Overly's Country Christmas becomes a mob scene
Three local entities came together over the weekend to create a special treat for visitors at Overly's Country Christmas.
Saturday night, visitors to the display's Christmas Village were surprised when giant flood lights turned on to illuminate an area where one man began to dance. That one man was soon joined by more and more dancers as they moved in unison to "Ay, Ay, Ay, Its Christmas" by Tonic Sol-Fa. It was a flash mob, the first at the annual Christmas light display held at the Westmoreland County Fair Grounds in Mt. Pleasant Township.
A flash mob is a large group of people, generally drawn together via social media, who meet in a public place and dance or sing in a short performance.
Stephanie Tomasic, Overly's Country Christmas Inc. executive director, said she wanted to help get the word out on the Internet about the charitable Laurel Highlands tourist attraction.
"I saw the tribute to Michael Jackson in Stockholm a couple of years ago and thought that was a great idea and I thought wouldn't this be neat to have happen in Christmas Village," Tomasic said.
Since then, she has looked for dance groups that would be willing to take on the project, to no avail. She had even found what she believed was the perfect song and had gotten permission from the a cappella group to use it for the performance.
One day, a Facebook fan suggested she contact TaMara Swank, a dance faculty member at Seton Hill University.
"This was my first time doing a flash mob and I thought it would be interesting doing it outside in the winter and there is such a wonderful holiday feeling here at Overly's, and I thought it would be a wonderful way to celebrate that," Swank said.
Approximately 30 dancers from the college and its community dance program participated in two flash mobs, one at 7 p.m. and one at 8 p.m.
Seton Hill University Senior Theater Performance major Breanna Connell, 22, of Connellsville was one of the dancers that night.
"I was just really excited. I've always wanted to be part of something like this, especially since it is for Christmas at Overly's," Connell said. "I would like to do another one. Christmastime is the perfect time to do it. It's just a really cool, interactive thing to do."
Eric Pensenstadler, owner of Video Horizons LLC of Greensburg, donated all of his equipment and services to filming the project for the Internet. Pensenstadler and his crew capture many angles of the two performances with several cameras. A bucket truck was even brought in to take aerial views of the mob.
"I enjoy Christmas a lot. I always decorate the house, kind of like the Griswolds (from the "Christmas Vacation" movie). I have a lot of fun at Christmas. I remember Overly's growing up as a kid. It was very exciting to do this for them," Pensenstadler said.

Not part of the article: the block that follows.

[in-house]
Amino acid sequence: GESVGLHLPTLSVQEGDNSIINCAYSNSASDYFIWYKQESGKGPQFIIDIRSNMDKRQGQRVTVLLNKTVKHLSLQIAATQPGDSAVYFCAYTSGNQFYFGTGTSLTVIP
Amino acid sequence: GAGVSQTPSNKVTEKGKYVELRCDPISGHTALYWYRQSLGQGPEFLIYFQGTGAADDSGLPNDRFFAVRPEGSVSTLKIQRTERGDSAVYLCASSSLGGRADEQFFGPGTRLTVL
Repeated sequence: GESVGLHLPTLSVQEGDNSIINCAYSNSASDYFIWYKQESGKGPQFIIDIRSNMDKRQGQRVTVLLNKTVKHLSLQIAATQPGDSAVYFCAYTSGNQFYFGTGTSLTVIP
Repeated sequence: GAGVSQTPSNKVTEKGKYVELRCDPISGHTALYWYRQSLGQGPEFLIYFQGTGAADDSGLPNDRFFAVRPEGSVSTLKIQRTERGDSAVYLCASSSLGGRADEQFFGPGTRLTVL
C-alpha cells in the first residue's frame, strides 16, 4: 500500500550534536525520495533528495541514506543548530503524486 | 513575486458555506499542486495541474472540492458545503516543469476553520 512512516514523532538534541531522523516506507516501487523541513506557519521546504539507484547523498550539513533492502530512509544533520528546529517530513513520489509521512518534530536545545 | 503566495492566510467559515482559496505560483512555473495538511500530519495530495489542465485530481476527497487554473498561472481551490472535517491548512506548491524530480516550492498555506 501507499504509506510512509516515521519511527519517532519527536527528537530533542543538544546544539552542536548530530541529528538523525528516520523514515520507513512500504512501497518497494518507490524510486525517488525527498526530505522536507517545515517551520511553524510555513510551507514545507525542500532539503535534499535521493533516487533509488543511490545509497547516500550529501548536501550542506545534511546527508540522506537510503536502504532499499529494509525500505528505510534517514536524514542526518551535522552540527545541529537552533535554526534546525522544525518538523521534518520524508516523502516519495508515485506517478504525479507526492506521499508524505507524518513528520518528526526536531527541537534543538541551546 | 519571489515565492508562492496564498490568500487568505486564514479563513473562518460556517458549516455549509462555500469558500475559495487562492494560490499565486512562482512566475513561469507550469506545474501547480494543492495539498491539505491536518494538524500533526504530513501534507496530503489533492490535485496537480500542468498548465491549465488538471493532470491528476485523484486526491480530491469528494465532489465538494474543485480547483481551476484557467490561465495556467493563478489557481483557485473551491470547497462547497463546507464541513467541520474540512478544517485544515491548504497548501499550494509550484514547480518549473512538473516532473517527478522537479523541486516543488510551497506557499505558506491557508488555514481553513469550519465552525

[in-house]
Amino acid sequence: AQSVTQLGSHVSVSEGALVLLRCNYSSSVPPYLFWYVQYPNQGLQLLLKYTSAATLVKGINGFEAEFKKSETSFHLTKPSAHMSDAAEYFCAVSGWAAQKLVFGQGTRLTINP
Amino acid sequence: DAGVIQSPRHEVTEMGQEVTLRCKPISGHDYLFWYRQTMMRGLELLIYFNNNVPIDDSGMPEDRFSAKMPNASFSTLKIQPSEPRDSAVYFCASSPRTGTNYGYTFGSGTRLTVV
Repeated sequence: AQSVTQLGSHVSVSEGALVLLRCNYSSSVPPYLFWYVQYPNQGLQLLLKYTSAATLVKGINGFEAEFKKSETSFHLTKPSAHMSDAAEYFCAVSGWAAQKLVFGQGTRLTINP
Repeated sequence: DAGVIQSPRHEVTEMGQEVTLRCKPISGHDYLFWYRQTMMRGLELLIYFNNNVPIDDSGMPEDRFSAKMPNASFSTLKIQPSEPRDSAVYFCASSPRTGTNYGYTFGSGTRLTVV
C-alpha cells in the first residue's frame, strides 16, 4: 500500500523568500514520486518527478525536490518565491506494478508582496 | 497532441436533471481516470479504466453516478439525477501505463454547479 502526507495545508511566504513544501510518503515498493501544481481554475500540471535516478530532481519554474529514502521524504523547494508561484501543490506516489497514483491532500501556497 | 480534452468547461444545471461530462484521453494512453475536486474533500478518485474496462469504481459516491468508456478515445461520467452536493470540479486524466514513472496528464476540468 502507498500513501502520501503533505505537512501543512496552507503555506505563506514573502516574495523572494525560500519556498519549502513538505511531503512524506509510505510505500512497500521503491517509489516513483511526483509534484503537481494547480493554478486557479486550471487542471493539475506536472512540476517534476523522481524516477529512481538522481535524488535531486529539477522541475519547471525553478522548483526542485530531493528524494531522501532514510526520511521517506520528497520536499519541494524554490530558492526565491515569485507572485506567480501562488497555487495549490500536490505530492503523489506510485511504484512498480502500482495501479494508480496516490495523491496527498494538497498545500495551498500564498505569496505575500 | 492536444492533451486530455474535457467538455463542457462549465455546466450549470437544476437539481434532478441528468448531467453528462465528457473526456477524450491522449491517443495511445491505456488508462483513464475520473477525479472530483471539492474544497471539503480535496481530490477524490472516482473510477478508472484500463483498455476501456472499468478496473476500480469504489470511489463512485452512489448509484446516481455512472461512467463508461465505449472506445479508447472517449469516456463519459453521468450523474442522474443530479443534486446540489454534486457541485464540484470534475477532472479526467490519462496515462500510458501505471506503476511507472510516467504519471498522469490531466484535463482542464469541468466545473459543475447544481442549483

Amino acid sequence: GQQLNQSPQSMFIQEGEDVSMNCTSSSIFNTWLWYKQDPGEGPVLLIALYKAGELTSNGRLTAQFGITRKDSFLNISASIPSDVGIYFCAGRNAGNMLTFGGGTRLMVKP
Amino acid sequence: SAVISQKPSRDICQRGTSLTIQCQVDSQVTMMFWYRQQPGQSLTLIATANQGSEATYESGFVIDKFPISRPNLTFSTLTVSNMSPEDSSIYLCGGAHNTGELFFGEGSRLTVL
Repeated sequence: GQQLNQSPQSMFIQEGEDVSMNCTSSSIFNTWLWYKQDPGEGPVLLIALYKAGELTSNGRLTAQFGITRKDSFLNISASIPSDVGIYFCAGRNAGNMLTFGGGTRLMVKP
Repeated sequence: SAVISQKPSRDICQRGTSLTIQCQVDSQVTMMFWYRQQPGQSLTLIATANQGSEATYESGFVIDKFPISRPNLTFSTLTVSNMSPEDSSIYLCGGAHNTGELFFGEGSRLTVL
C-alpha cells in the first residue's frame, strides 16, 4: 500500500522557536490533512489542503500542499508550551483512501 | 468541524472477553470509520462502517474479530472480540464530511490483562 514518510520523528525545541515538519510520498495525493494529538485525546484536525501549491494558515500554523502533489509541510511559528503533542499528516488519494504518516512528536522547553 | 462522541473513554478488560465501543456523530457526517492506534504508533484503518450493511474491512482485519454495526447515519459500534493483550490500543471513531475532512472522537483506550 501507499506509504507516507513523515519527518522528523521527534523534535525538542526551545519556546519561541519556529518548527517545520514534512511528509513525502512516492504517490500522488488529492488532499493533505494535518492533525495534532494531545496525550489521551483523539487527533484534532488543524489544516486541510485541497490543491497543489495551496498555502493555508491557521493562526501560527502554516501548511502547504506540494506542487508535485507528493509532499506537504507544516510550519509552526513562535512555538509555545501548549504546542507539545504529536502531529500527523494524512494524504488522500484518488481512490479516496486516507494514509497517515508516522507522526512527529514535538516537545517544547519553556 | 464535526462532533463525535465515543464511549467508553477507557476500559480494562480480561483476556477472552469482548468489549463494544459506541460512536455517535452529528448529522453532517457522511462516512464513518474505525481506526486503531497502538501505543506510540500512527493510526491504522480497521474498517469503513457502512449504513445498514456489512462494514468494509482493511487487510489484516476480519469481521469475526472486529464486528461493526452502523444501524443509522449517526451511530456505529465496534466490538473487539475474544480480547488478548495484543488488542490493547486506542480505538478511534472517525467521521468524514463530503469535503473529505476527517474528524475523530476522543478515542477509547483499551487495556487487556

Tomasic is very grateful to both organizations for coming together to help make her vision for Overly's a reality. "The best part of it has been getting to know these people from these organizations," she said.
Those who would like to see the performance can look for it on both the organization's Facebook page and the YouTube channel overlys1. Tomasic said she is expecting the video to be ready for viewing by Christmas.
Show commenting policy
TribLive commenting policy
You are solely responsible for your comments and by using TribLive.com you agree to our Terms of Service.
We moderate comments. Our goal is to provide substantive commentary for a general readership. By screening submissions, we provide a space where readers can share intelligent and informed commentary that enhances the quality of our news and information.
While most comments will be posted if they are on-topic and not abusive, moderating decisions are subjective. We will make them as carefully and consistently as we can. Because of the volume of reader comments, we cannot review individual moderation decisions with readers.
We value thoughtful comments representing a range of views that make their point quickly and politely. We make an effort to protect discussions from repeated comments either by the same reader or different readers.
We follow the same standards for taste as the daily newspaper. A few things we won't tolerate: personal attacks, obscenity, vulgarity, profanity (including expletives and letters followed by dashes), commercial promotion, impersonations, incoherence, proselytizing and SHOUTING. Don't include URLs to Web sites.
We do not edit comments. They are either approved or deleted. We reserve the right to edit a comment that is quoted or excerpted in an article. In this case, we may fix spelling and punctuation.
We welcome strong opinions and criticism of our work, but we don't want comments to become bogged down with discussions of our policies and we will moderate accordingly.
We appreciate it when readers and people quoted in articles or blog posts point out errors of fact or emphasis and will investigate all assertions. But these suggestions should be sent via e-mail. To avoid distracting other readers, we won't publish comments that suggest a correction. Instead, corrections will be made in a blog post or in an article.
- Murrysville man draws on experiences in starting SAT prep academy
- Geyer helps revive Scottdale theater that bears family name
- Megan’s Law offender in Greensburg arrested when girl, 13, found hiding in shower
- Pennsylvania Liquor Control Board suspends in-store tastings
- Ex-Milwaukee archbishop told he can’t spend final days at St. Vincent Archabbey
- North Huntingdon woman charged with threatening to burn down officer’s house
- Westmoreland drug deaths outpace 2013’s record rate
- Farm owner snares pair during Salem stakeout
- Driver injured, cited after 4-car crash on turnpike near Irwin